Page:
BEAUFORT, N.C. (WNCT) – Thirty years ago Thursday the space shuttle Challenger exploded shortly after liftoff, killng all seven astronauts aboard, including Challenger Pilot Michael J. Smith.
To mark the day, Beaufort elementary’s busy cafeteria transformed into a somber room to observe a moment of silence to remember the Beaufort native.
“It’s an honor to be home to such a wonderful man as Michael J. Smith,” said Frieda Golden, a teacher at Beaufort Elementary.
During the school’s news program Thursday morning, students learned about the history behind what happened that tragic day and the impact it had on Beaufort.
“This morning I talked with my kids a little bit about it and I said it’s been thirty years ago and you were not here and some of their parents were not even here,” said Golden. “But I said this will be something that lives in history for a long time, people will talk about it a long time.”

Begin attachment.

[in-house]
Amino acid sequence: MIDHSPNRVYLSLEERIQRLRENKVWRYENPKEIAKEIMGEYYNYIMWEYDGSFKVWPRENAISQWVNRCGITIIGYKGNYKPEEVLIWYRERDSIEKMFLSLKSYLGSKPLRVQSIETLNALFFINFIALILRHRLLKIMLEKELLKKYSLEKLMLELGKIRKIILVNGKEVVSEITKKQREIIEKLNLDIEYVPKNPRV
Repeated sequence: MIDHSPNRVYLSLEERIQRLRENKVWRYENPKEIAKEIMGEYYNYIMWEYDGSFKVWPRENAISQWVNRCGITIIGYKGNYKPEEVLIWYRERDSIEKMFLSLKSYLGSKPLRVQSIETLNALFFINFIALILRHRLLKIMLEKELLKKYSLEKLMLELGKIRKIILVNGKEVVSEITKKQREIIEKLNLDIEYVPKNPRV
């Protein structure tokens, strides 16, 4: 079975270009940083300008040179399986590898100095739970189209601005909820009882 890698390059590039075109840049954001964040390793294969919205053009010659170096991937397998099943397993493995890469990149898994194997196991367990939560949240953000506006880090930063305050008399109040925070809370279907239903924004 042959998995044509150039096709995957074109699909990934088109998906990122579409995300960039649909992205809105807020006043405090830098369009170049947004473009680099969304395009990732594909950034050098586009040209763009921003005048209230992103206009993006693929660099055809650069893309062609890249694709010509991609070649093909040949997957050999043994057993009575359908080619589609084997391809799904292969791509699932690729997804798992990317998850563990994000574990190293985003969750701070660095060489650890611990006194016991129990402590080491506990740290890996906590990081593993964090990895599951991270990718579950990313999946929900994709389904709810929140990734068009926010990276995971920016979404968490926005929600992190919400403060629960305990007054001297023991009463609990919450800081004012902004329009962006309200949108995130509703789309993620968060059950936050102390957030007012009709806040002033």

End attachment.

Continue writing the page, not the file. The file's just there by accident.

And of those students is Michael Smith’s great-niece Emma Ganey.
While she never got the chance to meet Smith, she and her friend Demi Rosen reflect on who he was.
“Michael J. Smith was a very brave man to go up in space,” said Rosen.
And while many folks across the country remembered the Challenger seven Thursday, students at Beaufort Elementary can reflect on the impact they had every time they walk in their school doors.
“They all know facts about it, you can ask just about any child in this school and they can tell you certain things about it because we have put emphasis on that for them,” said Golden.
While the mini-museum will never capture all the accomplishments Smith achieved in his life, Beaufort Elementary staff say the memorabilia gives some insight into the life he lived and those he grew up with in Beaufort.